Heaney also recognised that leaving the familiar is always uncomfortable but a discomfort which has to be borne to find the life you should be living. This is shown, in the above example, by the hard decision the promising pop star had to make and relay to her family and teacher. But notwithstanding, it’s a complicated world, meaning that what is good for one is not necessarily good for others.


Heaney doesn’t make light of deciding to live the life you’re supposed to. He recognises it’s only the start, and nothing is easy. Our chosen path can lead to uncertainty, to moments of doubt and even regret. Being strong is necessary. “The road you are on, the quest undertaken, immovable obstacles seem placed in your way. Ne’er turnaround now; to learn, you must stay…or the truth you shall miss.”


“A Yorkie’s Tale” is full of great life lessons we all need to absorb or be reminded of. To treasure friendships; the importance of generosity and kindness; take nothing for granted and look for the richness of the world in which we live; joy and contentment can be discovered almost anywhere; and that latter exist as much inside us as outside.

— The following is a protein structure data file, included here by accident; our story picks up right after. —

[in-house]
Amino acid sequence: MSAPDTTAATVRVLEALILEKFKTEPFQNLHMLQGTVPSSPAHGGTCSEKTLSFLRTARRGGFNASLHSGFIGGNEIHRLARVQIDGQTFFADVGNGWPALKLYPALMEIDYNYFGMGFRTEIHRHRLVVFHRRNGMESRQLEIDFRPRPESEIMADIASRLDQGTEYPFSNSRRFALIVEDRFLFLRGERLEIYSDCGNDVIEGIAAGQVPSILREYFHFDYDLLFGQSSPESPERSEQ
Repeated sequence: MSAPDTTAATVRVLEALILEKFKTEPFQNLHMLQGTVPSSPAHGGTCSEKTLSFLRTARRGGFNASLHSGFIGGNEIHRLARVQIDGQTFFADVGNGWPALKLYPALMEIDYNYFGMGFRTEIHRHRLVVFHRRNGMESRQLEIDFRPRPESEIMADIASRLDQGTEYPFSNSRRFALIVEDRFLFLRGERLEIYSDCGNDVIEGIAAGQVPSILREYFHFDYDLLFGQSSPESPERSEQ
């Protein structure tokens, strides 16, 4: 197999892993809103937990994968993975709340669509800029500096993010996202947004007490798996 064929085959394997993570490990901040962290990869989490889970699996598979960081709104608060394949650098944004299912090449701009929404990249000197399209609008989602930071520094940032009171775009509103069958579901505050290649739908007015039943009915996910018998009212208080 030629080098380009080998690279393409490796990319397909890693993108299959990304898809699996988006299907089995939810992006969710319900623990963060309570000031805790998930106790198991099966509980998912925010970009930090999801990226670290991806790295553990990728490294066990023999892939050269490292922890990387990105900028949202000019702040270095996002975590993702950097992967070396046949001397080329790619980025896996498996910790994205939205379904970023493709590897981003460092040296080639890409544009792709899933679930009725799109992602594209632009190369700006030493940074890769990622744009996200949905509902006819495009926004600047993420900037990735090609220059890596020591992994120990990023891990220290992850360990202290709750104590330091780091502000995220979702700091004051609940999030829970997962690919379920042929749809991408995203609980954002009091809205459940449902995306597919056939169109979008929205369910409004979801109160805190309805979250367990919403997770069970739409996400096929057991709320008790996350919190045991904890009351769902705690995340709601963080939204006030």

Heaney continues, we should not fear death since our mortality urges our spirit to seek out what our lives mean, and living the life you’re meant to live is about embracing the totality of the life you live.



By James Minter, Apr 28 2017 09:24AM

Self-publishing is now a very accepted way to bring your novel to market – even the most successful authors like JK Rowling are using this approach. However, writing a novel to the standards demanded by readers is, in many writers minds, the biggest and principle issue they face. As a self-published author of twelve books, believe me when I say that writing an attention-grabbing story, though significant, is only one step to becoming a successful author. The demands of the self-publishing process are high, complex, time-consuming, frustrating, bewildering and at times, make you question is it all worth it.